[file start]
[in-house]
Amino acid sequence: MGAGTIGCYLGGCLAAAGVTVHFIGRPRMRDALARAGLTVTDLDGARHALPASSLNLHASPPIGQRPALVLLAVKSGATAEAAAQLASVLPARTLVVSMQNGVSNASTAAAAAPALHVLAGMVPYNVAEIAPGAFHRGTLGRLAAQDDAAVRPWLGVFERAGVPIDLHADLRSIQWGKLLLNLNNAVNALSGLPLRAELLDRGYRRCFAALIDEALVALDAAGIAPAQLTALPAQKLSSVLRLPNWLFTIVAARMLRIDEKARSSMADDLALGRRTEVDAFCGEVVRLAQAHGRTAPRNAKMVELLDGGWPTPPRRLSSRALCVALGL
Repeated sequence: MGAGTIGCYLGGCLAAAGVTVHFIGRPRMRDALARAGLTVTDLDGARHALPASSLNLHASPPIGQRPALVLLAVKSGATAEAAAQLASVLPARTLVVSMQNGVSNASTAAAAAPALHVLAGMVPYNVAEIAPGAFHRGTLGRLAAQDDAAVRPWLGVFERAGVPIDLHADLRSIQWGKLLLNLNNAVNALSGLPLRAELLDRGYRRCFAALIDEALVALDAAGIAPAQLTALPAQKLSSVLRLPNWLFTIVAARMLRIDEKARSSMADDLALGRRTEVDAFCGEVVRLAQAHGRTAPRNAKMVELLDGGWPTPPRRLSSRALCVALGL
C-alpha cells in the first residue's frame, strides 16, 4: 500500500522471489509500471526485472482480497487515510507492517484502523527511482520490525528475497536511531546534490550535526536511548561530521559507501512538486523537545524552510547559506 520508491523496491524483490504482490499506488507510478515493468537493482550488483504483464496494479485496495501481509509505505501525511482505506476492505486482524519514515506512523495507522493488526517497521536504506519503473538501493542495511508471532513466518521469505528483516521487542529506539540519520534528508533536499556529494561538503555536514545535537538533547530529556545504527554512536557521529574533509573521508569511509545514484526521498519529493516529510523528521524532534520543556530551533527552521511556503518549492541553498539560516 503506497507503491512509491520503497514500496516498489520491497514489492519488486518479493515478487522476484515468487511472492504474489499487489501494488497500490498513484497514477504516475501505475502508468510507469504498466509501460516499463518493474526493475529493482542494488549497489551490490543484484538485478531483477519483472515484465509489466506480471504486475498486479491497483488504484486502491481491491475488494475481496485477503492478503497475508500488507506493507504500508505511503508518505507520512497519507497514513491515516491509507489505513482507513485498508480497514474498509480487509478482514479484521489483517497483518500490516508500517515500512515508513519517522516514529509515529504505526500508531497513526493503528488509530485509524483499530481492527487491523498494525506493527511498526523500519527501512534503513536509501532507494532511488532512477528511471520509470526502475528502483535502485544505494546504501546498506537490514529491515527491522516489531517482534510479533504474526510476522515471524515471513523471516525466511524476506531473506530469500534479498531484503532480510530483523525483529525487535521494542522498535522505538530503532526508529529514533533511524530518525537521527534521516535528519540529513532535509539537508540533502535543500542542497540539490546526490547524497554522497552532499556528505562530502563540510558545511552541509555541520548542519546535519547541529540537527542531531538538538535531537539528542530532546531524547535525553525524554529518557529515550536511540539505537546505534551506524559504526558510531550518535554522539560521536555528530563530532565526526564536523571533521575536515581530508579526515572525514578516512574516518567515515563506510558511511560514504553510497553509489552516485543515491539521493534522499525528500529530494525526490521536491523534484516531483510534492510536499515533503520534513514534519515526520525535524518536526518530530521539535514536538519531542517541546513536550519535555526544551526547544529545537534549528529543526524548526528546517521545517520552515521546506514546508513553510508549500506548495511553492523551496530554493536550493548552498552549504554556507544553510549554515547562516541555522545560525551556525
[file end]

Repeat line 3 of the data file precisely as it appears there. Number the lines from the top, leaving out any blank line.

Repeated sequence: MGAGTIGCYLGGCLAAAGVTVHFIGRPRMRDALARAGLTVTDLDGARHALPASSLNLHASPPIGQRPALVLLAVKSGATAEAAAQLASVLPARTLVVSMQNGVSNASTAAAAAPALHVLAGMVPYNVAEIAPGAFHRGTLGRLAAQDDAAVRPWLGVFERAGVPIDLHADLRSIQWGKLLLNLNNAVNALSGLPLRAELLDRGYRRCFAALIDEALVALDAAGIAPAQLTALPAQKLSSVLRLPNWLFTIVAARMLRIDEKARSSMADDLALGRRTEVDAFCGEVVRLAQAHGRTAPRNAKMVELLDGGWPTPPRRLSSRALCVALGL